It is very possible that a metal detectorist ( hopefully our own @galba68 ) will soon discover a die match coin of one of the suspected example discussed above... In the meantime, let me show you two wonderful genuine Amandus examples sold on ebay not so long ago. And please post your coins of Maximianus Herculius, Diocletian or even better, Amandus the Gallic Usurper !


    Last edited: Jun 27, 2020
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  3. CoinDoctorYT

    CoinDoctorYT Well-Known Member

    I love the stories of the usurpers and false emperors. A very intriguing part of forgotten history.
  4. ancient coin hunter

    ancient coin hunter Basileus Megalos

    Seems like there are authentic issues of Amandus, would be great to add one to the collection. But it is highly unlikely that that will ever happen!
  5. Ocatarinetabellatchitchix

    Ocatarinetabellatchitchix Supporter! Supporter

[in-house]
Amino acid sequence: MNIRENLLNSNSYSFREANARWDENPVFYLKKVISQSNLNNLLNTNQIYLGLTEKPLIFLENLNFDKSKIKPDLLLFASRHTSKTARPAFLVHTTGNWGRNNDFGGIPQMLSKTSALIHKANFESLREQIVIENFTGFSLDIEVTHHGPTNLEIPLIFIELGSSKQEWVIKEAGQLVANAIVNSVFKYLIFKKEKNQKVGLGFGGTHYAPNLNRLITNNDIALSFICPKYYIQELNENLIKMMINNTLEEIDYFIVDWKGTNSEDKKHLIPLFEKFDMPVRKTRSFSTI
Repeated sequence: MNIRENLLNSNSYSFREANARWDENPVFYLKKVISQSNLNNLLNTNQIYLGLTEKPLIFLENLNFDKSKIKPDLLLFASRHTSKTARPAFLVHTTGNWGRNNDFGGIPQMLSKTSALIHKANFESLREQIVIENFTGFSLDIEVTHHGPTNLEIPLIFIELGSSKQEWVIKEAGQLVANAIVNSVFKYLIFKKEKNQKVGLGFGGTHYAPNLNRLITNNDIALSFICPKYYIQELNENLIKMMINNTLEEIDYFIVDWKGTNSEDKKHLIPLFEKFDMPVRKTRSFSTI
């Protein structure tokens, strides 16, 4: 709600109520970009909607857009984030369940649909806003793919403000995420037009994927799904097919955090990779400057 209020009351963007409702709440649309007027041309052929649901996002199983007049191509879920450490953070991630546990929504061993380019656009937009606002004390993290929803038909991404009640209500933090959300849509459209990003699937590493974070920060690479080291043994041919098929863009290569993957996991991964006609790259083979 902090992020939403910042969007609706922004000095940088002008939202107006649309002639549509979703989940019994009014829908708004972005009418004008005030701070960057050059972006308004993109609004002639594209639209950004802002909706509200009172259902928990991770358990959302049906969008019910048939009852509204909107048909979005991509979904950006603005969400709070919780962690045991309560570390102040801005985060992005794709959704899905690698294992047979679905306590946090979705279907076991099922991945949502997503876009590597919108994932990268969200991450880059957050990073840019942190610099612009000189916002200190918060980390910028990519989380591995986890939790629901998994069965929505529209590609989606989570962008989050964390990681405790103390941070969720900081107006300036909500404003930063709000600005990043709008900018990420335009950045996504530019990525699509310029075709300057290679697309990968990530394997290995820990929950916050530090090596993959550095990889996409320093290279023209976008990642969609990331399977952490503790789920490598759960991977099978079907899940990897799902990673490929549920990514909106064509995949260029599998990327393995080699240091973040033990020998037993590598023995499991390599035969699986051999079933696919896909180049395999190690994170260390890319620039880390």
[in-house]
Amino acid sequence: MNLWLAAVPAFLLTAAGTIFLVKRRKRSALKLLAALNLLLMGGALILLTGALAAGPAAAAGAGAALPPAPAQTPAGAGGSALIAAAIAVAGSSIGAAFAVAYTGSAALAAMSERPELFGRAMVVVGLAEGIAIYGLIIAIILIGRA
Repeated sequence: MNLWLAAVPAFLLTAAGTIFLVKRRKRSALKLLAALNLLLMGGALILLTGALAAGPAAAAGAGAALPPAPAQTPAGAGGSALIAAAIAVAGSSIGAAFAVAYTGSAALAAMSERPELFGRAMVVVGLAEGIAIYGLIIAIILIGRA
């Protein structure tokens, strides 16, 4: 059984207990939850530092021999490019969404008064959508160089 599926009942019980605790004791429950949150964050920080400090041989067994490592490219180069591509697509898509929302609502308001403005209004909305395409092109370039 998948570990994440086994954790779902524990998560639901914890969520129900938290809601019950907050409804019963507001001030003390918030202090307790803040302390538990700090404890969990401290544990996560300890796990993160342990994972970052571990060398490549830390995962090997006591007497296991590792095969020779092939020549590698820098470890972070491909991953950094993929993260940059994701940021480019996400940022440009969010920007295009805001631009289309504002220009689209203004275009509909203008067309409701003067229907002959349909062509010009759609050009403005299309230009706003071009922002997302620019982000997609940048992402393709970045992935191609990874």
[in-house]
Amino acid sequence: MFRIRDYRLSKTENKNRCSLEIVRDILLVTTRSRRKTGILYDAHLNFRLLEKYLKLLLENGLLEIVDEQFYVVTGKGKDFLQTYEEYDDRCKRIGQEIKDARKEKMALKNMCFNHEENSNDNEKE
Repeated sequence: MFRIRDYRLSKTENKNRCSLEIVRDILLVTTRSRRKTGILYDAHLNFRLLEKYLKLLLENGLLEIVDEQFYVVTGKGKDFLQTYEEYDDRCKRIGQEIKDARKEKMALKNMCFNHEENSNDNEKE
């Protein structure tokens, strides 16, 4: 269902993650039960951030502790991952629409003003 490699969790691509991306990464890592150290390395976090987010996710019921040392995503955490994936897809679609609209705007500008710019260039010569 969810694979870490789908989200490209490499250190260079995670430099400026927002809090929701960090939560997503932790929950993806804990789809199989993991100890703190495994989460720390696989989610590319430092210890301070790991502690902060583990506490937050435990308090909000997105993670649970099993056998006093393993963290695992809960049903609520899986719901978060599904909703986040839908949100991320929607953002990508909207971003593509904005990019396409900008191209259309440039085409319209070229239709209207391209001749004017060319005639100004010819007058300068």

The commander in chief :
    Antioch Ae Follis
    26mm 9.29g

    And the hitman :
    Maximianus Herculius
    Roma Ae Nummus
    18mm 2.58g
    galba68, Alegandron, zumbly and 3 others like this.
  6. Limes

    Limes Supporter! Supporter

    Lovely write-up again @Ocatarinetabellatchitchix, very informative. Never heard of Amandus before.

    Here's my only coin of Diocletian.
  7. Suarez

    Suarez Well-Known Member

    I know this isn't going to be what you wanted to read but all four presented are clear forgeries. The first one is an altered reduced follis of later date (probably Galerius), the second an altered Allectus and the last two recent inventions.

    However, I would never say never ;-)

  8. Ocatarinetabellatchitchix

    Ocatarinetabellatchitchix Supporter! Supporter

    The first one is clearly a forgery. The last 2 are what I call "tourist fakes". The Ashmolean Museum' specimen had been examined in hand by Percy Webb and he did not condemned it...let's just say I wouldn't bet against him.:meh:
  9. 7Calbrey

    7Calbrey Well-Known Member

    At least, those presumed forgeries have paved the way to shed light on a short period of French or European revolt against the tyranny of the Roman Empire. I don't know to which degree we can still admit that they are pieces of History anyway
  10. Ricardo123

    Ricardo123 Well-Known Member

    I think i have the twin? of your Maximianus Herculius